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nlacoustics
Observer
Observer
1,068 Views
Registered: ‎07-27-2016

Squaring signals with IP-core

Hi all,

I have a rather complex design where I have to square a lot of paralell signals. Now I am using the Multiplier IP-core with two signed inputs of equal length (hence, squaring a signal). 

As for resource utilization, I am wondering if the Synthetizier and implementer recognize this that both inputs are the same? 

For example, with a 3-bit signed vector. With normal multiplication we would get outputs ranging from -4*3 to 3*3 = -12 to 9. (-12,-9,-8,-6,-4,-3,-2,-1,0,1,4,9,16) If I calculated right... 

But with squaring, the only outputs are 0,1,4,9,16.

This is a lot of less outcomes for the squaring. Hence already a look-up-table could be enough.

So my question is, can the optimizer take this into account, that it should be able to optimize when squaring instead of normal multiplication of signed?

Thank you for your input in advance!

Jonas

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7 Replies
baltintop
Voyager
Voyager
1,052 Views
Registered: ‎06-28-2018

Hi @nlacoustics 

You can simply synthesize/implement the design and see how much and what kind of resources the design uses.

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nlacoustics
Observer
Observer
1,047 Views
Registered: ‎07-27-2016

Thank you for your answer.

That is absolutely true, although this would need a lot of re-coding on my part so that is why I wondered if anyone knew the answer directly.

Cheers,

Jonas

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drjohnsmith
Teacher
Teacher
1,017 Views
Registered: ‎07-09-2009

Taking a step back,

on the assumption your going to hit an FPGA with this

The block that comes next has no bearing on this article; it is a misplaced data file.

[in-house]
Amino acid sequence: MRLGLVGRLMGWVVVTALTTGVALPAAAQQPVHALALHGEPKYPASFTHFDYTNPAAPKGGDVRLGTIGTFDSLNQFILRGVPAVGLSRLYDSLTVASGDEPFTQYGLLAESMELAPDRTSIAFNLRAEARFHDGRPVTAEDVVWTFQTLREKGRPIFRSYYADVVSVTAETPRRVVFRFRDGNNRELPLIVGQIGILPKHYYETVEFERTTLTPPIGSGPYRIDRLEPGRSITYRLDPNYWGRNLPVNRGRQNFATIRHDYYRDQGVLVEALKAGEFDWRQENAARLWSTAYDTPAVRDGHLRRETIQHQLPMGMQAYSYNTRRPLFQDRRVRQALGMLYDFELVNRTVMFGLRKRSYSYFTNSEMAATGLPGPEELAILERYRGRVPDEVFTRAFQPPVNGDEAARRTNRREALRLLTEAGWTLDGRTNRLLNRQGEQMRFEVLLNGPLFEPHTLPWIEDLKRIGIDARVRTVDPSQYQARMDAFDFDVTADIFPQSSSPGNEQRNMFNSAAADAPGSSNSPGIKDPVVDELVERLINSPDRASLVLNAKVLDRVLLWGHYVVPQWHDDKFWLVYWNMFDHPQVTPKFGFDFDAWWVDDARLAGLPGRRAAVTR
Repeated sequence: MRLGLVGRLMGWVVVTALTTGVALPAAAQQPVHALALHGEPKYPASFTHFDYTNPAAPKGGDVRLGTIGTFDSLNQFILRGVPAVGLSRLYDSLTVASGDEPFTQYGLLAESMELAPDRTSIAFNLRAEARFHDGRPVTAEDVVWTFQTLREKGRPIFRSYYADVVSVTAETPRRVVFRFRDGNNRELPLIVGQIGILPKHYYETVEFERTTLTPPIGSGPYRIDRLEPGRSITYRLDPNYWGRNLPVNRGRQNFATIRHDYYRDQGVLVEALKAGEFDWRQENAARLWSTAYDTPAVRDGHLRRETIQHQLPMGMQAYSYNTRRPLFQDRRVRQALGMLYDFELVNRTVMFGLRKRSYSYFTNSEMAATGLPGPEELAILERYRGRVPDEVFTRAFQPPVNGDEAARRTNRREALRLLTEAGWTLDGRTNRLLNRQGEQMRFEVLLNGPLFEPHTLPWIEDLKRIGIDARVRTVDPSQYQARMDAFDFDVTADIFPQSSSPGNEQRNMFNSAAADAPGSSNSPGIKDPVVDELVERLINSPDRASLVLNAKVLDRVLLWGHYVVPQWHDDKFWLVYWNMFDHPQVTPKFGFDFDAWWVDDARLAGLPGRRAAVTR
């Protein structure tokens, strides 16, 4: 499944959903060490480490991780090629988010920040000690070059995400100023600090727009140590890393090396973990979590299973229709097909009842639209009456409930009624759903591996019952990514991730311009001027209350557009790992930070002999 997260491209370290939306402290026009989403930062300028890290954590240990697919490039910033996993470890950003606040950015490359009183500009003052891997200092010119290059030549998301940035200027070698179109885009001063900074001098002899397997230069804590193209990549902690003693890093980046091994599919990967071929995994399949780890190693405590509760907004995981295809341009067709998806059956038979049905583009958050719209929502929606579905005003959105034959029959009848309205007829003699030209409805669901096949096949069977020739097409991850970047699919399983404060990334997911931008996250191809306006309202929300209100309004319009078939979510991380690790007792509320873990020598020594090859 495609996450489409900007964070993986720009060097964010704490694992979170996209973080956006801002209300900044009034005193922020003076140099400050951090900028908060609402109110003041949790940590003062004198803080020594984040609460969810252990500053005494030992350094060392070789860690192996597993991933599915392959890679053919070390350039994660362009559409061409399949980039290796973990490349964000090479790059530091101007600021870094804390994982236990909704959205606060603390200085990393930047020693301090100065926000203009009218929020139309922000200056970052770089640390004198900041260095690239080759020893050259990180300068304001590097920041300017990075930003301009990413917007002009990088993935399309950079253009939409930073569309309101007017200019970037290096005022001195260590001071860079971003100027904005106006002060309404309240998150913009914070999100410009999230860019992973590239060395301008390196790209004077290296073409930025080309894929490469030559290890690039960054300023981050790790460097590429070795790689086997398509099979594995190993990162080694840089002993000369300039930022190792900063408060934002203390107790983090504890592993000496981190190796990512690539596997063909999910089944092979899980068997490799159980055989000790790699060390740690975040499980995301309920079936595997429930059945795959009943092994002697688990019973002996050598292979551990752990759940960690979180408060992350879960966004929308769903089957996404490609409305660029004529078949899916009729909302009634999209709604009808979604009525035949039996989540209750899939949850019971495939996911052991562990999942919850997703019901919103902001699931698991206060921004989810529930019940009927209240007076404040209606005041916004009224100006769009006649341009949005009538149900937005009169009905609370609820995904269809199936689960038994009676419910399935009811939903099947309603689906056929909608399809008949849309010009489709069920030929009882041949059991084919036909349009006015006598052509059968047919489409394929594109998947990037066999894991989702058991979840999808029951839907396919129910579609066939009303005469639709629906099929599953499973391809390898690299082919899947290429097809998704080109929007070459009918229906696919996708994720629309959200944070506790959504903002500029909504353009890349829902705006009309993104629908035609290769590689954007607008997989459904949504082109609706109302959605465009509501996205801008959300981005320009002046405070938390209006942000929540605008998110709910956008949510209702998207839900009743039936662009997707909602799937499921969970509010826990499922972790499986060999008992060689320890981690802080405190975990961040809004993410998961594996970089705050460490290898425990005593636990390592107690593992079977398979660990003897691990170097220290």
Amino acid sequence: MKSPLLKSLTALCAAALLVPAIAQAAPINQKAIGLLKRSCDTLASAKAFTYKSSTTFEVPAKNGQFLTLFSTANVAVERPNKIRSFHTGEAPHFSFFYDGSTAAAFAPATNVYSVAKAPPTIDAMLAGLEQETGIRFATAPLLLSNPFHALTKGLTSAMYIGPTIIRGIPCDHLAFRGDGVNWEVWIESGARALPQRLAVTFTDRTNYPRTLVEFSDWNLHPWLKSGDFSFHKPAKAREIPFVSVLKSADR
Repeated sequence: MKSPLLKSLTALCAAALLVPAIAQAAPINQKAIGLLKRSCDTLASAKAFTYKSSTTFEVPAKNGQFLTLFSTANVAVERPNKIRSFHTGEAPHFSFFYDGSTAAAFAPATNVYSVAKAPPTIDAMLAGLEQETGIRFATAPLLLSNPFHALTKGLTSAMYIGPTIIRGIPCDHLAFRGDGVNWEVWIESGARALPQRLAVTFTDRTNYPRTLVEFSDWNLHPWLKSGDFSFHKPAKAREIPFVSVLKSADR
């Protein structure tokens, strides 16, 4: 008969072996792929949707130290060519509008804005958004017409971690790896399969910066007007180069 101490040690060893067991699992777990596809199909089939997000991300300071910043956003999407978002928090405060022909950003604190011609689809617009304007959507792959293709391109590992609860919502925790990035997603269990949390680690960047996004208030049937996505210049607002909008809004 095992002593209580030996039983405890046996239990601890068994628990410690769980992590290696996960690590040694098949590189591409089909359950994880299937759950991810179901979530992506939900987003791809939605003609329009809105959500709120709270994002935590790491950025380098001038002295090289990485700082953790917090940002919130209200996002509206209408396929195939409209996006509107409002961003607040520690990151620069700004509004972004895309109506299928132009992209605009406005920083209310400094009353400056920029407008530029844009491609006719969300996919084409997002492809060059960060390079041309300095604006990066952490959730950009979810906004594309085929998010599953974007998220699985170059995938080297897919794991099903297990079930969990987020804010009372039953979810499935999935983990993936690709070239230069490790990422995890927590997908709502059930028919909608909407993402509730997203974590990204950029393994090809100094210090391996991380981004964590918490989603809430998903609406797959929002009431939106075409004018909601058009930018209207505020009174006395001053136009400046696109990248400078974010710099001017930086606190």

in the FPGA , the DSP blocks on the later 7 series devices, have multipliers that can square in a one clock pipeline

look here, page 9
https://www.xilinx.com/support/documentation/user_guides/ug579-ultrascale-dsp.pdf
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dgisselq
Scholar
Scholar
1,013 Views
Registered: ‎05-21-2015

@nlacoustics,

What the optimizer can do is somewhat dependent upon the problem.  If you are squaring 8-bit numbers, then the optimizer should be able to convert that into a series of 16 lookup tables assuming you have no other logic in the same block.  Fewer bits than 8 should also result in a simple lookup table implementation.  If you are squaring 18-bit numbers (or more), the optimizer should convert your logic to using one (or more) hard multiplication resources (DSP) in your chip.  If you go much wider, there's not much the hardware can do in a single clock tick.  In the middle, there are possibilities that include using block RAM, it's in this place that I'm not sure where the cutoff is between trying to optimize with LUTs and optimizing with DSPs is.

Hence the answer above suggesting that you just try it out and see what happens.

Dan

nlacoustics
Observer
Observer
957 Views
Registered: ‎07-27-2016

Thank you for your answers! Really appreciate.

I took the time to replace the instantiated IP-cores with my own lookup tables as described before with the same latency as the IPs. 

And the result was a lot less resources used! So I'll stick with my own module. Here's a good change for Xilinx to improve the multiplier IP, with a "square" option.

And Yes, I know about DSP48, but my design is quite large so it would use up >1000 DSP48 units, which would not be feasible with my FPGA.  

Jonas

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drjohnsmith
Teacher
Teacher
937 Views
Registered: ‎07-09-2009

Just for reference,

even the smallest KU3P, has 1368 DSP blocks,
The VU13P has 12288 DSP blocks,

a thousand is very possible,

and they can run at 700 MHz clock

No problem using an LUT if thats what you want, I'm all for that,
BUT

just be aware of what can be done
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nlacoustics
Observer
Observer
787 Views
Registered: ‎07-27-2016

Thank you for your response and input.

Yes, I am aware of those high-end products, but I can't work with a chip that costs >1000$/piece (Digikey).

That is why I am sticking with Artix and need to adapt my solutions. But it is also fun to evaluate and research alternative algorithms

Thanks,

Jonas